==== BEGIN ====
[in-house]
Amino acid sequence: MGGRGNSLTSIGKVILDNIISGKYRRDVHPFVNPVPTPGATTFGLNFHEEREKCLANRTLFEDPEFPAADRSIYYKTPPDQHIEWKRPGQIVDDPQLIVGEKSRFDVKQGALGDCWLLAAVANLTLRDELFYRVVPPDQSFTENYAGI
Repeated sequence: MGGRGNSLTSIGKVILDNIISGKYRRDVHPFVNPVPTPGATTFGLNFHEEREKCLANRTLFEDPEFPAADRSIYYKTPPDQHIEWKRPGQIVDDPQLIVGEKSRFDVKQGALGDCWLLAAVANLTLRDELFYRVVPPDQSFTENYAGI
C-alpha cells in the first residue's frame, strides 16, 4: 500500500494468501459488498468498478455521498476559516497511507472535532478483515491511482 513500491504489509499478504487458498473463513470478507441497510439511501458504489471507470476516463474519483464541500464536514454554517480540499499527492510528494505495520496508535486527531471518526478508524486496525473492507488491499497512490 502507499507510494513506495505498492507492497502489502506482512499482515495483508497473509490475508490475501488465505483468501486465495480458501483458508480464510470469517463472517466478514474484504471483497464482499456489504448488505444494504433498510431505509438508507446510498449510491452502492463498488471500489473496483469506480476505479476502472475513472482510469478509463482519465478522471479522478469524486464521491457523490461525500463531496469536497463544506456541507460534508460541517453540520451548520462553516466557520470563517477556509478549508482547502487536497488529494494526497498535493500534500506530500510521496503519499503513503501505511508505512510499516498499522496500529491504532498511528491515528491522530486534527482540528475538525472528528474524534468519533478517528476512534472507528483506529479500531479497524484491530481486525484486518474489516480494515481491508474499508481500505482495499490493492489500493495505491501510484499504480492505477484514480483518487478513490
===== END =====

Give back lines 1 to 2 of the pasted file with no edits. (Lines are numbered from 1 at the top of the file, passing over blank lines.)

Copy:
[in-house]
Amino acid sequence: MGGRGNSLTSIGKVILDNIISGKYRRDVHPFVNPVPTPGATTFGLNFHEEREKCLANRTLFEDPEFPAADRSIYYKTPPDQHIEWKRPGQIVDDPQLIVGEKSRFDVKQGALGDCWLLAAVANLTLRDELFYRVVPPDQSFTENYAGI